Kentucky reinstates job search requirement for unemployment benefits

As fraudulent unemployment claims become a growing issue nationwide, Kentucky Governor Andy...
As fraudulent unemployment claims become a growing issue nationwide, Kentucky Governor Andy Beshear signed an executive order Monday to fight the problem.
Updated: Apr. 23, 2021 at 6:02 PM EDT
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LOUISVILLE, Ky. (WAVE) - Unemployed Kentuckians soon will be required to prove they are searching for work at least once a week in order to receive benefits, a rule that was waived by Gov. Andy Beshear at the beginning of the coronavirus pandemic.

The change will go into effect May 9. Claimants must provide proof of their job search when they request benefits.

Sarah Davasher-Wisdom, President and CEO of Greater Louisville Inc., told WAVE 3 News many job opportunities are available, but some businesses are having trouble finding people to fill the positions.

“As vaccinations increase and case counts decrease and we find ourselves coming out of this pandemic, businesses are trying to get people hired, and that has been quite a struggle,” Davasher-Wisdom said.

There are many reasons for the lull in job applications according to Davasher-Wisdom, however, she believes people aren’t applying mainly because they cannot find childcare for students in hybrid learning, and unemployed Kentuckians have not had to search for a job in order to receive benefits.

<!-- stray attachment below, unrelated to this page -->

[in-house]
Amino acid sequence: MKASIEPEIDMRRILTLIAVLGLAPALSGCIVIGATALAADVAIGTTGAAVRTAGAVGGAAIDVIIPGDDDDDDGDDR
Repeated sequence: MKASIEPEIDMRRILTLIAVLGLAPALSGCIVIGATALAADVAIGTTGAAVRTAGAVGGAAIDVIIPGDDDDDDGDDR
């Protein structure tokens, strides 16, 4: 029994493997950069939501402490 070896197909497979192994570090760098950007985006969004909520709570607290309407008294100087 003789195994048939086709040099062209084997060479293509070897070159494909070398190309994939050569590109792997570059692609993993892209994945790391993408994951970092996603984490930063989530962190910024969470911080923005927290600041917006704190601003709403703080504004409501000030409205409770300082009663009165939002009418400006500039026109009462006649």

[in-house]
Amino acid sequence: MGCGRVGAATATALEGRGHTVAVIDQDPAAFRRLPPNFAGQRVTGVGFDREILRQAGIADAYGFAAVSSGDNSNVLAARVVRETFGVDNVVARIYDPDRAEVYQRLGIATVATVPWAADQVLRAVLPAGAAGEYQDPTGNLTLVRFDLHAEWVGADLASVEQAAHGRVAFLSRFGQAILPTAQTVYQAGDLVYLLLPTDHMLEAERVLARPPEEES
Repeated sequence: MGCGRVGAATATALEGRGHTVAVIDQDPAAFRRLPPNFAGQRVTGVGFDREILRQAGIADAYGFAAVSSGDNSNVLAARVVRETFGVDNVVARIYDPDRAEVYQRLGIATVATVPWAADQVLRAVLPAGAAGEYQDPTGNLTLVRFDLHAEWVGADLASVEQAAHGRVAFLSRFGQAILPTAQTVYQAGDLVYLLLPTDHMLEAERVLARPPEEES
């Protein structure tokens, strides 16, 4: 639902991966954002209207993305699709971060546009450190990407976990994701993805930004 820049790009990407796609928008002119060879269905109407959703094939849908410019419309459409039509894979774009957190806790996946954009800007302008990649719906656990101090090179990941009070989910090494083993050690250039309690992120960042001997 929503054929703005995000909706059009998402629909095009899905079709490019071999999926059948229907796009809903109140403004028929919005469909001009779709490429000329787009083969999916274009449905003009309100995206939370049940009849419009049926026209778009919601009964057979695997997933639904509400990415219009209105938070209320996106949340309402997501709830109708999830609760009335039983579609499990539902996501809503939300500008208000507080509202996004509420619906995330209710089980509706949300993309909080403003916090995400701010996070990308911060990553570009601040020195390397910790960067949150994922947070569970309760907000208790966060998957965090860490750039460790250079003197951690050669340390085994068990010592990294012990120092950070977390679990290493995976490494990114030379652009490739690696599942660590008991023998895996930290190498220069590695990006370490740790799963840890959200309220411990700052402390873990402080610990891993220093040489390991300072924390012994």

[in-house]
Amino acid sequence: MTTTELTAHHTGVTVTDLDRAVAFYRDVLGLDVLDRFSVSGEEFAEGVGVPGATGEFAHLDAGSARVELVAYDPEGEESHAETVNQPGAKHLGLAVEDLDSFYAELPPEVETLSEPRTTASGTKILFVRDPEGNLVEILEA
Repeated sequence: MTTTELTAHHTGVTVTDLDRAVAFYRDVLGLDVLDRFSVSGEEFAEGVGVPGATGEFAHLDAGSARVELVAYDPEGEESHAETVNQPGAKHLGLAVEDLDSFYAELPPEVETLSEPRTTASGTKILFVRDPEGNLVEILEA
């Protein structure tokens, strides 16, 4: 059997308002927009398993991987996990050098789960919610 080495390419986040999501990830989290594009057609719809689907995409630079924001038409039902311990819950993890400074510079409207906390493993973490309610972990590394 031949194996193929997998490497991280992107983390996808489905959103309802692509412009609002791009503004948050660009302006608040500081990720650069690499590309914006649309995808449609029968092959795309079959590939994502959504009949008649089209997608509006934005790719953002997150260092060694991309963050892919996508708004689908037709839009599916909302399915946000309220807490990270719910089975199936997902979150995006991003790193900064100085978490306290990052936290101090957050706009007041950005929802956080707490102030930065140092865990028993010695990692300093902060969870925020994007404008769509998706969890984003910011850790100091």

“While we certainly understand the need for people to have those benefits, it was at a point where there were some people who were making more on unemployment than they were in the workforce,” Davasher-Wisdom said. “That’s one of the reasons we are excited about this work search requirement, because we believe that by requiring people to search for work, we’ll be able to get people back into the workforce, and businesses will be able to more quickly find people.”

Amy Cubbage, Gov. Beshear’s General Counsel, told reporters during a recent news conference that unemployed Kentuckians will be given a reasonable amount of time to find work comparable to what they had in the past.

“If you’re not able to find comparable work after a reasonable period of time, or if it’s not available in your area, you can adjust that work search, and you may have to look for a job that may pay less or is located further away from your home,” Cubbage said.

Some groups are exempt from the job search requirement. Those include members of unions that find work for them, students in training programs, those laid off with a recall date within 12 weeks of their initial claim date, those taking a temporary leave of absence, and people who are part of a mass electronically-filed claim.

GLI has posted job opportunities here, and the group is encouraging the public to support local businesses.

For other job openings across Kentucky, click here.

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